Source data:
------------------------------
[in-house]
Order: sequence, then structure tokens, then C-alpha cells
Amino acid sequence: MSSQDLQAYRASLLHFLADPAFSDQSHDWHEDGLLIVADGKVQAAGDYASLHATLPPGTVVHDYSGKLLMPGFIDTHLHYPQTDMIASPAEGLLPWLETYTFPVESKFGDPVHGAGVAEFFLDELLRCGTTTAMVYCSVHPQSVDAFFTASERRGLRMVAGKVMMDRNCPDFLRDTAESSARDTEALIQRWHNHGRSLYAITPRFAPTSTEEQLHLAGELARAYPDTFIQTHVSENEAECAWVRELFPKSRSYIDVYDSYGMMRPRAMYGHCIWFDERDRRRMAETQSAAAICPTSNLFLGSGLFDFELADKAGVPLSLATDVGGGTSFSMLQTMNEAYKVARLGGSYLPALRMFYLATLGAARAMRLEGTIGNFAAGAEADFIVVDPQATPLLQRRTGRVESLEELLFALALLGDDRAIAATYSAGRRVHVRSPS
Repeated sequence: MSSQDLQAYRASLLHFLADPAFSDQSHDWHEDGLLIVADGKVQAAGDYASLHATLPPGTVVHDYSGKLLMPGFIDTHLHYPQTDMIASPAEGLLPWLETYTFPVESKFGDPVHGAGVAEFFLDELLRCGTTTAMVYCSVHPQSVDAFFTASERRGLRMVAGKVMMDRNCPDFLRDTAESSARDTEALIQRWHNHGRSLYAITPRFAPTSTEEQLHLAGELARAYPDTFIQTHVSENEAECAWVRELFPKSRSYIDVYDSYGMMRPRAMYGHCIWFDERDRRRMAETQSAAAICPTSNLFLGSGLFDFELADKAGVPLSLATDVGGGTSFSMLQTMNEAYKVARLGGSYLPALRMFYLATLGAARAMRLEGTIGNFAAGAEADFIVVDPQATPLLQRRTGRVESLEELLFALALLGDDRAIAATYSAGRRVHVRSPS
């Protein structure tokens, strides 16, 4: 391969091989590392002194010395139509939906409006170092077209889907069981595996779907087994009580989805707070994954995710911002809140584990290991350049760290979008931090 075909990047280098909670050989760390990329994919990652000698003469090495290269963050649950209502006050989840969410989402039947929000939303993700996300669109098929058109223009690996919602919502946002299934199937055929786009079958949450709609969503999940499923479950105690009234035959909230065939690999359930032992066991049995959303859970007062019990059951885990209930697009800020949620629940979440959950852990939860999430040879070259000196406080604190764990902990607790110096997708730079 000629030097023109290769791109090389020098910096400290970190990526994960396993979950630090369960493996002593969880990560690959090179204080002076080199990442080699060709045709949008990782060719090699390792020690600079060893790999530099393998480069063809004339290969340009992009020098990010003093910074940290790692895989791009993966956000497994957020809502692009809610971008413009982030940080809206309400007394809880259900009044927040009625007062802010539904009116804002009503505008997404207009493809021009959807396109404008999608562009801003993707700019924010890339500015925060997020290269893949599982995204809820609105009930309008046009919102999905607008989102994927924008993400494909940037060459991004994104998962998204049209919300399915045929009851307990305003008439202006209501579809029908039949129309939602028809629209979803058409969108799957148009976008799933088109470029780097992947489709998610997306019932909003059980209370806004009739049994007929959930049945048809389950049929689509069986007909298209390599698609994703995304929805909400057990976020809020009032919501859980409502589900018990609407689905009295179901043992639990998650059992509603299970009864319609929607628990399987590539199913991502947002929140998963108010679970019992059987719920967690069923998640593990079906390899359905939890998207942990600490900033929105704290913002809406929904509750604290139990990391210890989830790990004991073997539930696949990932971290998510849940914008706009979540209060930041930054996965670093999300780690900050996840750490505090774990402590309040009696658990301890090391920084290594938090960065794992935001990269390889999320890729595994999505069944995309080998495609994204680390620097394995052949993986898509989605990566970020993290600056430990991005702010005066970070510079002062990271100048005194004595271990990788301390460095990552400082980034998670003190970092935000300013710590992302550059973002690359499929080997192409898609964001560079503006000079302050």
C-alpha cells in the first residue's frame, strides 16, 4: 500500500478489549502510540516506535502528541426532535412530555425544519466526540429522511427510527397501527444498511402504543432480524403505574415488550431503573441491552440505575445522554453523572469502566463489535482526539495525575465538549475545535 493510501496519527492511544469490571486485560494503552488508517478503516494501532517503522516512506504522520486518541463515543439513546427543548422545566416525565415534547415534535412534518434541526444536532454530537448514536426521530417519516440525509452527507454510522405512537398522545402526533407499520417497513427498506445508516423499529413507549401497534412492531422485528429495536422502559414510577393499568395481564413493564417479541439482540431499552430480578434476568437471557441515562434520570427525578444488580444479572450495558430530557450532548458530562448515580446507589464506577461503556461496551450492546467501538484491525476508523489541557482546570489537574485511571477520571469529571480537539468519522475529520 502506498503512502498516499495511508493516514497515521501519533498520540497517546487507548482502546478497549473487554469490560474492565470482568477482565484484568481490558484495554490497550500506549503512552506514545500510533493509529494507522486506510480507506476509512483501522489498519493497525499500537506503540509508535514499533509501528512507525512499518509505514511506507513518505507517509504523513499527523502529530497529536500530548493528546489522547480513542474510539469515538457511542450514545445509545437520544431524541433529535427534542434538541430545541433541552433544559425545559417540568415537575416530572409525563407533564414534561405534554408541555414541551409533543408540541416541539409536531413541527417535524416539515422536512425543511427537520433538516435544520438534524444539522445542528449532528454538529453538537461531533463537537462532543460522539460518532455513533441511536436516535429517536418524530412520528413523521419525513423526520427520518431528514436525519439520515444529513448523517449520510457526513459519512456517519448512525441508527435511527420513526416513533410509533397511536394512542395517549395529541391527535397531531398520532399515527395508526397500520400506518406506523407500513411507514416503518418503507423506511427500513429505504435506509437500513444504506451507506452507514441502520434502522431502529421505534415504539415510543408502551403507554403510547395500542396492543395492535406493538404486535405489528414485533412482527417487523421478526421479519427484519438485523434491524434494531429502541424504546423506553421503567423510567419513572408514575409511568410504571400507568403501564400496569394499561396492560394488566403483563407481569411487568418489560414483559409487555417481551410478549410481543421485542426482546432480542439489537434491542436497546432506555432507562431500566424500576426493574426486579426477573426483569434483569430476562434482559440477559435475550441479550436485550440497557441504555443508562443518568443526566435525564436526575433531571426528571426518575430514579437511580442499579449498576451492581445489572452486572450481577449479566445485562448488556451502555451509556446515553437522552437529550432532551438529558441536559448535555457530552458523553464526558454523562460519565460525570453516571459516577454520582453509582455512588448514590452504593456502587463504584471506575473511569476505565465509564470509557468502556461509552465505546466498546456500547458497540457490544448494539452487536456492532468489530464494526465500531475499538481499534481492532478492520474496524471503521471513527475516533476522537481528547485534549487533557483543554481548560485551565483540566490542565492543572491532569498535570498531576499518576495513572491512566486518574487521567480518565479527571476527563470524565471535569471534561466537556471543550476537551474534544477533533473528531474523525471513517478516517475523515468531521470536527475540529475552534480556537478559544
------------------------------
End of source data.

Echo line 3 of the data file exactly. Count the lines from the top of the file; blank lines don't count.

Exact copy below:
Amino acid sequence: MSSQDLQAYRASLLHFLADPAFSDQSHDWHEDGLLIVADGKVQAAGDYASLHATLPPGTVVHDYSGKLLMPGFIDTHLHYPQTDMIASPAEGLLPWLETYTFPVESKFGDPVHGAGVAEFFLDELLRCGTTTAMVYCSVHPQSVDAFFTASERRGLRMVAGKVMMDRNCPDFLRDTAESSARDTEALIQRWHNHGRSLYAITPRFAPTSTEEQLHLAGELARAYPDTFIQTHVSENEAECAWVRELFPKSRSYIDVYDSYGMMRPRAMYGHCIWFDERDRRRMAETQSAAAICPTSNLFLGSGLFDFELADKAGVPLSLATDVGGGTSFSMLQTMNEAYKVARLGGSYLPALRMFYLATLGAARAMRLEGTIGNFAAGAEADFIVVDPQATPLLQRRTGRVESLEELLFALALLGDDRAIAATYSAGRRVHVRSPS